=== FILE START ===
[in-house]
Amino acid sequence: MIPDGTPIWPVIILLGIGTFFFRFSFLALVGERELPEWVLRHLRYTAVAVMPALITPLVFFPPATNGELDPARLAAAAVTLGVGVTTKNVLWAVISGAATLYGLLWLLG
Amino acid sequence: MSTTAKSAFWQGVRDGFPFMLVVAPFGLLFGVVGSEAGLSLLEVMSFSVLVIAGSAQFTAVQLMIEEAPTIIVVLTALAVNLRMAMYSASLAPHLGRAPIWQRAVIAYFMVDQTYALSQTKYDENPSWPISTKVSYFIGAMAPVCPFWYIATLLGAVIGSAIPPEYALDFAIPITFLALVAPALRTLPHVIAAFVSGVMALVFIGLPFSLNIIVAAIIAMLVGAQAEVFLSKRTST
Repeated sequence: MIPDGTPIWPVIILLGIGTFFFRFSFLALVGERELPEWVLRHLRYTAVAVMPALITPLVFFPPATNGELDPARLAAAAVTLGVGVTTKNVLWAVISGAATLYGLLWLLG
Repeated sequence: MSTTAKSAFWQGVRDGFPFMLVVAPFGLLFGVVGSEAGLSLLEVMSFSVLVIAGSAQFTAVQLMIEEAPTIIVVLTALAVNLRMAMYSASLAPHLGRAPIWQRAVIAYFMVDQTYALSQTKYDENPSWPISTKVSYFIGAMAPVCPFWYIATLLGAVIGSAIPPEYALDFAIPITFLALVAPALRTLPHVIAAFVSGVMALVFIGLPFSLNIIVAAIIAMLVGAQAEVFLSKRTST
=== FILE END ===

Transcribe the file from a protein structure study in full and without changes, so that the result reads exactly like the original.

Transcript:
[in-house]
Amino acid sequence: MIPDGTPIWPVIILLGIGTFFFRFSFLALVGERELPEWVLRHLRYTAVAVMPALITPLVFFPPATNGELDPARLAAAAVTLGVGVTTKNVLWAVISGAATLYGLLWLLG
Amino acid sequence: MSTTAKSAFWQGVRDGFPFMLVVAPFGLLFGVVGSEAGLSLLEVMSFSVLVIAGSAQFTAVQLMIEEAPTIIVVLTALAVNLRMAMYSASLAPHLGRAPIWQRAVIAYFMVDQTYALSQTKYDENPSWPISTKVSYFIGAMAPVCPFWYIATLLGAVIGSAIPPEYALDFAIPITFLALVAPALRTLPHVIAAFVSGVMALVFIGLPFSLNIIVAAIIAMLVGAQAEVFLSKRTST
Repeated sequence: MIPDGTPIWPVIILLGIGTFFFRFSFLALVGERELPEWVLRHLRYTAVAVMPALITPLVFFPPATNGELDPARLAAAAVTLGVGVTTKNVLWAVISGAATLYGLLWLLG
Repeated sequence: MSTTAKSAFWQGVRDGFPFMLVVAPFGLLFGVVGSEAGLSLLEVMSFSVLVIAGSAQFTAVQLMIEEAPTIIVVLTALAVNLRMAMYSASLAPHLGRAPIWQRAVIAYFMVDQTYALSQTKYDENPSWPISTKVSYFIGAMAPVCPFWYIATLLGAVIGSAIPPEYALDFAIPITFLALVAPALRTLPHVIAAFVSGVMALVFIGLPFSLNIIVAAIIAMLVGAQAEVFLSKRTST